Earth's deep core slowing down: may modify duration of the day

According to researchers, the slowing might change the length of a single day on Earth by fractions of a second.
Earth's deep core slowing down: may modify duration of the day

According to the researchers, the length of a day can vary by fractions of a second. A new study found "unambiguous evidence" that the Earth's inner core began to slow its rotation in 2010 when compared to the planet's surface. The Earth's inner core, a solid sphere composed of iron and nickel, is suspended within the liquid outer core (consisting of molten metals) and held in place by gravity. The inner and outer cores work together to produce one of the planet's three layers, along with the mantle and crust. Because the core is physically inaccessible, researchers typically examine it by analyzing seismograms, which are recordings of seismic waves. "When I first observed the seismograms that hinted at this alteration, I was stumped," remarked John Vidale, an Earth Sciences professor at the University of Southern California in the United States."

"But when we discovered two dozen more data that indicated the same trend, the conclusion was unavoidable. "The inner core had slowed down for the first time in many decades," said Vidale, who was also the corresponding author of the Nature article. The slowing of the inner core is a contentious issue in the scientific world, with some research claiming that it rotates faster than the Earth's surface. It is well understood that the magnetic field created in the outer core and gravitational effects beneath the Earth's mantle influence the rotation of the inner core. However, it is assumed that the inner core is reversing and retracing relative to the surface, due to rotating slower than the mantle for the first time in about 40 years. "Other scientists have recently argued for similar and different models, but our latest study provides the most convincing resolution," Vidale stated.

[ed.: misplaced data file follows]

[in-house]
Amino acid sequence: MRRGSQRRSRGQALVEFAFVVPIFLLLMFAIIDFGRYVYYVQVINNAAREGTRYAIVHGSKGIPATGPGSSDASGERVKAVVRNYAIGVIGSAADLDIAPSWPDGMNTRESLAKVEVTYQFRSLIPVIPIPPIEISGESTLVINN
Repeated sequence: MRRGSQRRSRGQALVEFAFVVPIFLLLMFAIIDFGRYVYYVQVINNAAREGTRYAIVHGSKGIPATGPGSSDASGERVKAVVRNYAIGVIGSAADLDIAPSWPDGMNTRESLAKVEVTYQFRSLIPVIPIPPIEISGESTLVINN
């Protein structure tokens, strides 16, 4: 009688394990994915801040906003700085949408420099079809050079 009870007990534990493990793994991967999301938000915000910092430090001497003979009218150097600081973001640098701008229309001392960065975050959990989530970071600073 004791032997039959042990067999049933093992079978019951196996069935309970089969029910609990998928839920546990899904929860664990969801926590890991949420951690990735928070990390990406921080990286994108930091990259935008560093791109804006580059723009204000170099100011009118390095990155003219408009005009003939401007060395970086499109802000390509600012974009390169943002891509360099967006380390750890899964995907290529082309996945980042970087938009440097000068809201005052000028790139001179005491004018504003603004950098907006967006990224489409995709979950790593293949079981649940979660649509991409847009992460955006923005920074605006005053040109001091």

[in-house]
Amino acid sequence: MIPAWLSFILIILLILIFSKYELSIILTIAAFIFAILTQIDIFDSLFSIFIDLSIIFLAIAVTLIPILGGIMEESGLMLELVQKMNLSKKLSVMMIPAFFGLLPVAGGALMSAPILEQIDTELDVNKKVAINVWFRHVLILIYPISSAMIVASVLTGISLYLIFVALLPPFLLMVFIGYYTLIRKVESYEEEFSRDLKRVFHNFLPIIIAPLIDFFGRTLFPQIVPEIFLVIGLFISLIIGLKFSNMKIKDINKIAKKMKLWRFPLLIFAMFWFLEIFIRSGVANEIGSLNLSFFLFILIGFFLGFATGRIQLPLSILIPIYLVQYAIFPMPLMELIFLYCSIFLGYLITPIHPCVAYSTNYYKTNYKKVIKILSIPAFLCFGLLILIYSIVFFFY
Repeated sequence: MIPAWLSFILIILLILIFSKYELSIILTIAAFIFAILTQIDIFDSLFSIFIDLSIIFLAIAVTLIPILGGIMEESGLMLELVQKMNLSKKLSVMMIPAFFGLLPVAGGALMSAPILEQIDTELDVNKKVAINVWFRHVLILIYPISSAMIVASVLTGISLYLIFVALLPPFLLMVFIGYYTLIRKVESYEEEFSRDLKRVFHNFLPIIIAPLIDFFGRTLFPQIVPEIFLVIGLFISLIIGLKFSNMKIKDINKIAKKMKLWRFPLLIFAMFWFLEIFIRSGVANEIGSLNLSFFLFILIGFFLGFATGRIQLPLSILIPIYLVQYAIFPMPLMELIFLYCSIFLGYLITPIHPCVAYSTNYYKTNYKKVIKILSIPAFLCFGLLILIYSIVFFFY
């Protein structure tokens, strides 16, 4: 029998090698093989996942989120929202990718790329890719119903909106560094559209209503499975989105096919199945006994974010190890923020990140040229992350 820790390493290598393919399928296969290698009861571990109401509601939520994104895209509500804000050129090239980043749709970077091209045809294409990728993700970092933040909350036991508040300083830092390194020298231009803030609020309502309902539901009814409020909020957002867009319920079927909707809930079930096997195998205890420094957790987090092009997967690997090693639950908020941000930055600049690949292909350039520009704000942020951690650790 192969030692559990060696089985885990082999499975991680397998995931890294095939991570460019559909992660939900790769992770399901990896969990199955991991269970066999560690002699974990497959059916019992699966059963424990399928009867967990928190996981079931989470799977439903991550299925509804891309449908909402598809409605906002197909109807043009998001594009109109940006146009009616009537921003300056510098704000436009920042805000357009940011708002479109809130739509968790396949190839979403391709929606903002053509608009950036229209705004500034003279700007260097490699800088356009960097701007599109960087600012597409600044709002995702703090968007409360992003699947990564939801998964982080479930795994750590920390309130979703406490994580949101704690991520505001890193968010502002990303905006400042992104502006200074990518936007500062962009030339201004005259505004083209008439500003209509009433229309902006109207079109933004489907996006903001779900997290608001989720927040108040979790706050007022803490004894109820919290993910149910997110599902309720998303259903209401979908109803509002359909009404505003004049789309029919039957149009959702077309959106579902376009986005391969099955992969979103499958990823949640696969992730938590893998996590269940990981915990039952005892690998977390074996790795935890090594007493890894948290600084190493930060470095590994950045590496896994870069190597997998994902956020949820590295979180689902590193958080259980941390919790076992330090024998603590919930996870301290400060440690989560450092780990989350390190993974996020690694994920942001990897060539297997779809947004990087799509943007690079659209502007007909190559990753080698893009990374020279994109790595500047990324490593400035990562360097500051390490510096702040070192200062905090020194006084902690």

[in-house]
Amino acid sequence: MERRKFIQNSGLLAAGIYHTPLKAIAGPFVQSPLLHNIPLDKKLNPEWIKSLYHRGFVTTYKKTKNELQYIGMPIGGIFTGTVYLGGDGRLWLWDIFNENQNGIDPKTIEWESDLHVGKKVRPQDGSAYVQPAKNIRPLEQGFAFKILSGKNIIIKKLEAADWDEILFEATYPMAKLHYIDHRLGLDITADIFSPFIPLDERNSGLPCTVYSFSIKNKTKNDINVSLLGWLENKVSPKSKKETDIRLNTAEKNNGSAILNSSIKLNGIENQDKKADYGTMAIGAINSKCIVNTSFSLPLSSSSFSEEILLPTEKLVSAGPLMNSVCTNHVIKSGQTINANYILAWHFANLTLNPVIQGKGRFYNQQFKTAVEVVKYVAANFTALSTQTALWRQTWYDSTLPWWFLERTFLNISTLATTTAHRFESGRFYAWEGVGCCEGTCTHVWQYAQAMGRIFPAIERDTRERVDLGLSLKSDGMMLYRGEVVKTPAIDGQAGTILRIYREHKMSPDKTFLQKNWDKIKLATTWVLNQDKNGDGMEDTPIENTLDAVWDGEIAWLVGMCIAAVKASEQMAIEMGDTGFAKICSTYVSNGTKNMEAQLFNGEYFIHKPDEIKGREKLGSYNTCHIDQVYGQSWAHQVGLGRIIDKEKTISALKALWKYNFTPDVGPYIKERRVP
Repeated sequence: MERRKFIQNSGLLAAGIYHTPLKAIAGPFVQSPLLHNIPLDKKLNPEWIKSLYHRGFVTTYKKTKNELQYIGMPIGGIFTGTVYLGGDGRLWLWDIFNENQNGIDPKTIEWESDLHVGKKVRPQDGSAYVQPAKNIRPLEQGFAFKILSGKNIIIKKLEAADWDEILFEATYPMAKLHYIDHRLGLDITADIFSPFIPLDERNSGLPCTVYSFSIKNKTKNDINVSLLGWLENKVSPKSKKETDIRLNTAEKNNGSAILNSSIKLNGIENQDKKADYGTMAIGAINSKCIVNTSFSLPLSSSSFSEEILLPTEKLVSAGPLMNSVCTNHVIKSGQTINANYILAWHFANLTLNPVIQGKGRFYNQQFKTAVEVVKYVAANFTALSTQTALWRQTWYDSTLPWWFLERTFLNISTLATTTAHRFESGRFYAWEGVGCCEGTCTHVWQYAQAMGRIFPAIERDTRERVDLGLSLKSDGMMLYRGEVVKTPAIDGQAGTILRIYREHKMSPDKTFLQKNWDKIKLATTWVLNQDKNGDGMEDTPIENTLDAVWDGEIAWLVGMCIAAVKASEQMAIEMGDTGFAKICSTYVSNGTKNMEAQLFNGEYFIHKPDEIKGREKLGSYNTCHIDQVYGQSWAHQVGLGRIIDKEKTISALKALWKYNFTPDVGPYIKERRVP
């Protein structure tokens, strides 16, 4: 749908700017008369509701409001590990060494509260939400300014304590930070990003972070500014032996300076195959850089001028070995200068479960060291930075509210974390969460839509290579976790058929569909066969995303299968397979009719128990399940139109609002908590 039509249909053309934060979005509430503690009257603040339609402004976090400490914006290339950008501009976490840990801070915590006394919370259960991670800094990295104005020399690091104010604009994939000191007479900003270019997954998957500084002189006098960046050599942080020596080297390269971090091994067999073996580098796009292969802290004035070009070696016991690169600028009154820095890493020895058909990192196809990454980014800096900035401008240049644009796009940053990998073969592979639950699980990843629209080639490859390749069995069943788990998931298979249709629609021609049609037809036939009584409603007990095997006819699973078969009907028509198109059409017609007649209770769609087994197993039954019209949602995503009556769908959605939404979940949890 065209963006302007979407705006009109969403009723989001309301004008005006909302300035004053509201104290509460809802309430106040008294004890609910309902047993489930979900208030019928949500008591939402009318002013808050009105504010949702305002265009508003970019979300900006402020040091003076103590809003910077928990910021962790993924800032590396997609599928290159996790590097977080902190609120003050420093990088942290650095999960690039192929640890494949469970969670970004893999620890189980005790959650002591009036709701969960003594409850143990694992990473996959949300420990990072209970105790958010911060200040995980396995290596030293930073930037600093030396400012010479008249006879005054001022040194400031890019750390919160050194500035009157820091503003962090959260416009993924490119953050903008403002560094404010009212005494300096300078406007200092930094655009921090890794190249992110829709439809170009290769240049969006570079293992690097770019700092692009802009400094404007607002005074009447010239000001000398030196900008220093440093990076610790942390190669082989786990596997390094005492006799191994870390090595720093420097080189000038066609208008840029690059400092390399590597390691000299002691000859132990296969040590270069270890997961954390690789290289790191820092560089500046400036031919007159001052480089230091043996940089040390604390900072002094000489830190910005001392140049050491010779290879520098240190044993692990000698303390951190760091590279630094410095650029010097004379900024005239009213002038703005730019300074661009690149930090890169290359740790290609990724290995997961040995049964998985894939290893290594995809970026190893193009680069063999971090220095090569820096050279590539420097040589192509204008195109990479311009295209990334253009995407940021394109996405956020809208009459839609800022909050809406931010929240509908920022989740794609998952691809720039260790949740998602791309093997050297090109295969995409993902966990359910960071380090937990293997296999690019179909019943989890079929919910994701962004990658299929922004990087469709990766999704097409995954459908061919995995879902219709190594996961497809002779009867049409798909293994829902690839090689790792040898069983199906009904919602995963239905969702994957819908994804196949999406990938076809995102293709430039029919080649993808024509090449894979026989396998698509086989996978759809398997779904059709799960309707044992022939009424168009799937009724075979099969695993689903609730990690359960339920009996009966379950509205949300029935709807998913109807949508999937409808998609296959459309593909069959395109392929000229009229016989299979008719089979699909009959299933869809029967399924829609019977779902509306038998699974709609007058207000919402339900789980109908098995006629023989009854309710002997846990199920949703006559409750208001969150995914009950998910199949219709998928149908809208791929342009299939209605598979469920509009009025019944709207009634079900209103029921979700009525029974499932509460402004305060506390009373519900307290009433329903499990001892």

A study published earlier this year in the journal Nature discovered that climate change-induced melting of ice in Greenland and Antarctica was impacting global timekeeping by delaying the Earth's rotation. Duncan Agnew, a geophysicist at the University of California, San Diego, demonstrated that the Earth's liquid core was slowing down in its rotation. To counteract the impacts of this, Agnew stated that the solid Earth was revolving faster. According to Agnew, this has resulted in fewer 'leap seconds' needing to be added to Coordinated Universal Time (UTC) in recent decades.

Since 1972, a 'leap second' has been added once every few years to account for inconsistencies in the UTC caused by the fact that the Earth does not always rotate at the same pace. For the most recent study, the researchers examined seismic data from 121 repeated earthquakes in the South Sandwich Islands, a remote archipelago in the South Atlantic Ocean, between 1991 and 2023. The islands are susceptible to strong earthquakes. The investigation also includes data from twin Soviet nuclear tests conducted between 1971 and 1974, as well as various French and American nuclear tests conducted as part of other inner core studies.